Probabilism

The view that, if there is doubt about the rightness of any course of action, that action is to be preferred which is probably right, even though the action which is more probably right is also the action that is in accord with the law. (“Probably” is not used in a statistical sense: a probable opinion is the opinion of some doctor gravis et probus.) The view, which is one of several approaches that have been adopted in areas of moral uncertainty, was unknown before the end of the sixteenth century. It was formulated, or perhaps first given prominence, by Bartholemew Medina (1527-81) and rapidly gained hold.

The rationale of the view lies in the need for casuists in the Roman Catholic Church to balance the verdicts of conflicting church authorities. Probabilism was developed as a casuistical device by the Jesuits, as against Probabiliorism,* the view that the libertarian course of conduct is to be preferred only if it is more probable than the view that is in accordance with the law. The presence of many contradictory moral authorities in the Roman Church created endless possibilities of going against the legally accepted view by this approach.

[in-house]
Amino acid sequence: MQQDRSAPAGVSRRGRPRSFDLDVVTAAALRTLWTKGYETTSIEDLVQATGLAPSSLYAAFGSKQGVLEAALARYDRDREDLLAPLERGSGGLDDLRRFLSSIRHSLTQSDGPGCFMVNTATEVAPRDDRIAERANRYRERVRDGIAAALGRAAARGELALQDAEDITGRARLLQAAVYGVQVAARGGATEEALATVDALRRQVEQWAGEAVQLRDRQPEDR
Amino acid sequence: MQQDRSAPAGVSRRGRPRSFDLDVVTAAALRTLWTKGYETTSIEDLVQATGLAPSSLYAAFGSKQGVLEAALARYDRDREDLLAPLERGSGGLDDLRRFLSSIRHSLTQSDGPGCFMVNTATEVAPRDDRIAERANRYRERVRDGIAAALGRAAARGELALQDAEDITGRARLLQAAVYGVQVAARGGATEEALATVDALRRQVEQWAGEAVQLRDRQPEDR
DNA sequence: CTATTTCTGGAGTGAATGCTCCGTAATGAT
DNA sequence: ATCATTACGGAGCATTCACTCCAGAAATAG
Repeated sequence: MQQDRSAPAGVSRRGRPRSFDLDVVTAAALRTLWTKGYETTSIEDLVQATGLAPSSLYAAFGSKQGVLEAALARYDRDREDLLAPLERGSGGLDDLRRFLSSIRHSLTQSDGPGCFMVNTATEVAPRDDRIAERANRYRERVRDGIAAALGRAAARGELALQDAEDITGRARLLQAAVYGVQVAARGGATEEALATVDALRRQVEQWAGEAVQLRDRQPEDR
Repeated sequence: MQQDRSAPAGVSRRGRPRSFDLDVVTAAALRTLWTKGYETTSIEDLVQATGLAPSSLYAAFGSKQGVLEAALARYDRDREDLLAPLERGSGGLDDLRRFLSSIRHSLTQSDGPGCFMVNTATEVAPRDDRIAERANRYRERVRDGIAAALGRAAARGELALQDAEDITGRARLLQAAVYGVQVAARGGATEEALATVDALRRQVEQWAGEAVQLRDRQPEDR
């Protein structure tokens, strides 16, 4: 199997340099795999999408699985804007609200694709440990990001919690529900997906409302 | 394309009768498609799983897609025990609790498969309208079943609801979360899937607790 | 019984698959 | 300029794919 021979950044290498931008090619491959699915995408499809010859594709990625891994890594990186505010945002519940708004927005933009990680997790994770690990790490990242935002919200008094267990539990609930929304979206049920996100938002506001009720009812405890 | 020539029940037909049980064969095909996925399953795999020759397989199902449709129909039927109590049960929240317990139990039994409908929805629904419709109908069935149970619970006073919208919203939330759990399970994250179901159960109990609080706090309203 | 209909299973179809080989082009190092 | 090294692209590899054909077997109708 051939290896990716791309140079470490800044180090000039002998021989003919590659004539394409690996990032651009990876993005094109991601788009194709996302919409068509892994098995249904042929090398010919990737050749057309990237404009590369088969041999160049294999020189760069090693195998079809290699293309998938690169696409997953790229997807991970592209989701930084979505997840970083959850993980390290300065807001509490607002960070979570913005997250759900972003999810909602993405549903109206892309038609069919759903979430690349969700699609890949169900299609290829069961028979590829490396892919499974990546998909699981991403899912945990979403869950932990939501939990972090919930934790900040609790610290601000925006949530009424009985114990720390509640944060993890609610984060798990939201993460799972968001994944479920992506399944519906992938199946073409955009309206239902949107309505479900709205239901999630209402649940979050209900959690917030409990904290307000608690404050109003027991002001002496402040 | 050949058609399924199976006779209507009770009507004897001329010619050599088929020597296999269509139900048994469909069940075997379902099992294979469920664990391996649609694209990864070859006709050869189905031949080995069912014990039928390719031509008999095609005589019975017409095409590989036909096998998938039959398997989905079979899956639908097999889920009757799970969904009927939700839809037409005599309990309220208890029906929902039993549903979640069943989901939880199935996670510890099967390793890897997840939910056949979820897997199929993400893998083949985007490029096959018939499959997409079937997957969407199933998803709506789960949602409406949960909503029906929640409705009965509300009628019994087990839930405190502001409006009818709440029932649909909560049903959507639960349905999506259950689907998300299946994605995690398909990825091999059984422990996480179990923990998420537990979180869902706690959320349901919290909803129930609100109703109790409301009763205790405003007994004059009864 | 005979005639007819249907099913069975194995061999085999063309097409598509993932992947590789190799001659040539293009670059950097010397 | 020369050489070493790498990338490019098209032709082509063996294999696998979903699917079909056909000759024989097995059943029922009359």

Other competing views, besides Probabiliorism, are Rigorism, which holds that only if the less safe opinion is most probable can it be practiced, and Laxism,* which maintains that an only slightly probable opinion could be followed with good conscience.

Probabilism was one of the matters strongly controverted by the Jansenists* in their battle with the Jesuits in the seventeenth century. The Jansenists took a Probabilioristic or Rigoristic view. Pascal made Probabilism, and the ethos in which it flourished, notorious in his Provincial Letters (1656). Pope Alexander VII* condemned the teaching in 1665 after continued protests from the Sorbonne, and in 1700 the Assembly of the clergy of France forbade it to be taught.